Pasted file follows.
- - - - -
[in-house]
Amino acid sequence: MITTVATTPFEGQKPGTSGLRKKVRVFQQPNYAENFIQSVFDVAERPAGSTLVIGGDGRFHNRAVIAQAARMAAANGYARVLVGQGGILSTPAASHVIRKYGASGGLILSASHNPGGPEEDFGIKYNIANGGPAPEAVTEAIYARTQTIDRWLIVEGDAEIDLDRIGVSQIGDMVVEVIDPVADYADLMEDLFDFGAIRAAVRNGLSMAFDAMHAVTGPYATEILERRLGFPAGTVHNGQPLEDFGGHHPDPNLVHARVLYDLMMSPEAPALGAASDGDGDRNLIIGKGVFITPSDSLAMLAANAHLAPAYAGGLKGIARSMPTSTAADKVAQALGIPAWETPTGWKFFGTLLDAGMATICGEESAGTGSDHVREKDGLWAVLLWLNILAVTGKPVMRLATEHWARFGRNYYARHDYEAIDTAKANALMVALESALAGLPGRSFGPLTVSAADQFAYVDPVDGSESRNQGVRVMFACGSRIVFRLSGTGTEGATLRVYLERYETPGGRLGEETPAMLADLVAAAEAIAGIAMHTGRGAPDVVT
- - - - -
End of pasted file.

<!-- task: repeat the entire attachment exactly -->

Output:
[in-house]
Amino acid sequence: MITTVATTPFEGQKPGTSGLRKKVRVFQQPNYAENFIQSVFDVAERPAGSTLVIGGDGRFHNRAVIAQAARMAAANGYARVLVGQGGILSTPAASHVIRKYGASGGLILSASHNPGGPEEDFGIKYNIANGGPAPEAVTEAIYARTQTIDRWLIVEGDAEIDLDRIGVSQIGDMVVEVIDPVADYADLMEDLFDFGAIRAAVRNGLSMAFDAMHAVTGPYATEILERRLGFPAGTVHNGQPLEDFGGHHPDPNLVHARVLYDLMMSPEAPALGAASDGDGDRNLIIGKGVFITPSDSLAMLAANAHLAPAYAGGLKGIARSMPTSTAADKVAQALGIPAWETPTGWKFFGTLLDAGMATICGEESAGTGSDHVREKDGLWAVLLWLNILAVTGKPVMRLATEHWARFGRNYYARHDYEAIDTAKANALMVALESALAGLPGRSFGPLTVSAADQFAYVDPVDGSESRNQGVRVMFACGSRIVFRLSGTGTEGATLRVYLERYETPGGRLGEETPAMLADLVAAAEAIAGIAMHTGRGAPDVVT